“Stand your Ground” laws were first enacted by Utah in 1994, followed by Florida in 2005, and by 2018, 33 states had “Stand your Ground” laws. Some of the first studies of the effects of these laws include (sources: Evidence from Castle Doctrine, Homicide in Urban Counties, Unlawful Homicides in Florida):
- burglary, robbery, and violent assault rates did not go up or down by the passing of these laws. So hypothesis that crime would be deterred was disproven.
- homicides went up by 7 – 9% in large urban counties between 1994 and 2014
- very specifically, an increase in justifiable homicides in addition to non-justifable homicides
- homicides in Florida went by up an incredible 24% overall, including a 32% increase in firearm homicide, between 2005 and 2014
In short, the laws did not have the effect that they intended, and actually increased the rate of homicide.
The fact that concealed carry of firearms is now more accepted than it ever was before makes it important to keep these statistics in mind. As more people carry guns in public and have a legal justification for using their guns to defend themselves rather than trying to run away, it’s no surprise that the number of firearm homicides is up. In particular, in Florida, there were three times as many concealed carry permit holders in Florida in 2015 as there were in 2005 when the “Stand your Ground” law was first enacted (source: Evidence from Castle Doctrine).
One of the most famous highlights of “Stand your Ground” laws appeared in the slaying of Trayvon Martin, an unarmed 17-year old, in Florida. There is a substantial amount of research to show that there are implicit biases that are pervasive in the United States with regard to black individuals, especially black males. The implications of an ever-growing gun-carrying public may very well have serious implications on opportunities to act on racial bias in a lethal way.
Civilian Gun Carrying
- “Open Carry” is the visible carrying of a gun in public
- “Concealed Carry” is the non-visible carry of a gun in public. All states have allow concealed carry in some form.
- Three types of concealed carry laws exist at the state level:
- “May issue” (used by 8 states) – laws that have requirements and discretion over whether to allow an individual to carry a concealed firearm
- “Shall issue” (used by 29 states) – laws that have requirements but no discretion if those requirements are met
- “Permitless” (used by 13 states) – laws that do not require permits to carry a concealed firearm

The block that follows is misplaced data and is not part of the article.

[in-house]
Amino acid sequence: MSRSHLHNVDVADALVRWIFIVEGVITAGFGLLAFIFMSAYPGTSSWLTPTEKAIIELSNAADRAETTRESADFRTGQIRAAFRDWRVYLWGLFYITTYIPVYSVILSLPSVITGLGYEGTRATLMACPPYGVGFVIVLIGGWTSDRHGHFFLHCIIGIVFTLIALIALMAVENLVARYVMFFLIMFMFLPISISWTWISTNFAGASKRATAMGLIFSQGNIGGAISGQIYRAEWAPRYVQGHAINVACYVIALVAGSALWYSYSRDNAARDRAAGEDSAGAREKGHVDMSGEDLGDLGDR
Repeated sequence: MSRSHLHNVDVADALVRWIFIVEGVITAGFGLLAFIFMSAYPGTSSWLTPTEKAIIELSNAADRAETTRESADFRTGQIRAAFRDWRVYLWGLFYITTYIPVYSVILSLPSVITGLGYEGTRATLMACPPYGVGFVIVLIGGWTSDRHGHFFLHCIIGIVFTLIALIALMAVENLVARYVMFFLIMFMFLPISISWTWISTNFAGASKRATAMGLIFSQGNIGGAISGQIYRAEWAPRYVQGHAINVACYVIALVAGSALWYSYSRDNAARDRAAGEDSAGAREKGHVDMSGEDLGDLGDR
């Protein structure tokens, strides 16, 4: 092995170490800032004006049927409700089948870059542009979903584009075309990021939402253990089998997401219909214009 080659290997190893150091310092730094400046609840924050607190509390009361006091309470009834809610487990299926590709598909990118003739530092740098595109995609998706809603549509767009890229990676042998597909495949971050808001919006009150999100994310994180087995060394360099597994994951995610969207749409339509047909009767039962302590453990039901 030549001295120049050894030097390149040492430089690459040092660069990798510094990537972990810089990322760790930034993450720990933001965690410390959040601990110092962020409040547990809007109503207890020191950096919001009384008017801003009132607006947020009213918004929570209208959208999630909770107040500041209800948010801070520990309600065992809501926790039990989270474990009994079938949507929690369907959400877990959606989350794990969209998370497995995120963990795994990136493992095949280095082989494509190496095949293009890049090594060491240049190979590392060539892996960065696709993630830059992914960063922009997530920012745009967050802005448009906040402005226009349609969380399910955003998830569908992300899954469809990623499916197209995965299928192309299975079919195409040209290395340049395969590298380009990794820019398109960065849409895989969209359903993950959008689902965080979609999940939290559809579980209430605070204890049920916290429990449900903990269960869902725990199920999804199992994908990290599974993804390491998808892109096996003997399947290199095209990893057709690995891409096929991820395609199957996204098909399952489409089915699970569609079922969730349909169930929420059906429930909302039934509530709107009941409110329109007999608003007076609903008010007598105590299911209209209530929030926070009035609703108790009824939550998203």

- Requirements and discretion vary, including permit duration, residency and age requirements, suitability requirements, criminal record, etc
- Training requirements (31 states require this) also vary
- No training requirements require proof of understanding the legal uses of the firearm or proof of good judgment
“Right to Carry” laws
- “Right to Carry” laws embody that if requirements are met, the state must permit or allow concealed carry by a licensed individual
- Dramatic shift away from “No licensing” to “Shall issue” laws nationwide since 1980
- 1980: Five “Right to Carry” states (four “Shall issue” and one “Permitless”)
- 2017: 41 “Right to Carry” states (29 “Shall issue” and 13 “Permitless”
- “Right to Carry” laws have more negative effects that positive ones
- 11 – 14% increase in violent crime after seven years of having a “Right to Carry” law vs not having one
- 6 – 7% increase in homicide rates over a 25 year period
“Stand your Ground” laws
- “Stand your Ground” laws define when it is legally justifiable to use lethal force against rather than retreat from danger
- These laws do not decrease burglary, theft, or violent crime as they had intended
- They increase homicide rates by 7 – 9% in large urban areas over a 20 year period
- Over 20 years, Florida’s “Stand your Ground” law:
- increased the overall homicide rate by 24%
- increased the firearm homicide rate by 32%
- Crime and Deterrence – a flawed 1998 study claiming that concealed carry laws deter violence crime
- Firearms and Violence – a 2005 book which identified research and result errors in the Crime and Deterrence study above
- Impact of Right to Carry – a 2014 study continuing to examine and further refute the conclusions from the Crime and Deterrence study above
- Easiness of Legal Access – a 2017 study examining the relationship between “shall issue” laws, “may issue” laws, and homicide rates
- Homicide in Urban Counties – a 2018 study evaluating the effects of firearm laws on homicide in large, urban counties
- Right to Carry Laws – a 2018 study estimating the impact that adopting Right to Carry laws have on violent crime
- CDC WISQARS – a public database that provides fatal and nonfatal injury, violent death, and cost of injury data.
- Evidence from Castle Doctrine – a 2012 study examining whether aiding self-defense via standing one’s ground deters crime or, alternatively, increases homicide
- Homicide in Urban Counties – a 2018 study testing the effects of firearm laws on homicide in large, urban U.S. counties
- Unlawful Homicides in Florida – a 2017 study examing the association between the enactment of a “Stand your Ground” self-defense laws and Florida homicides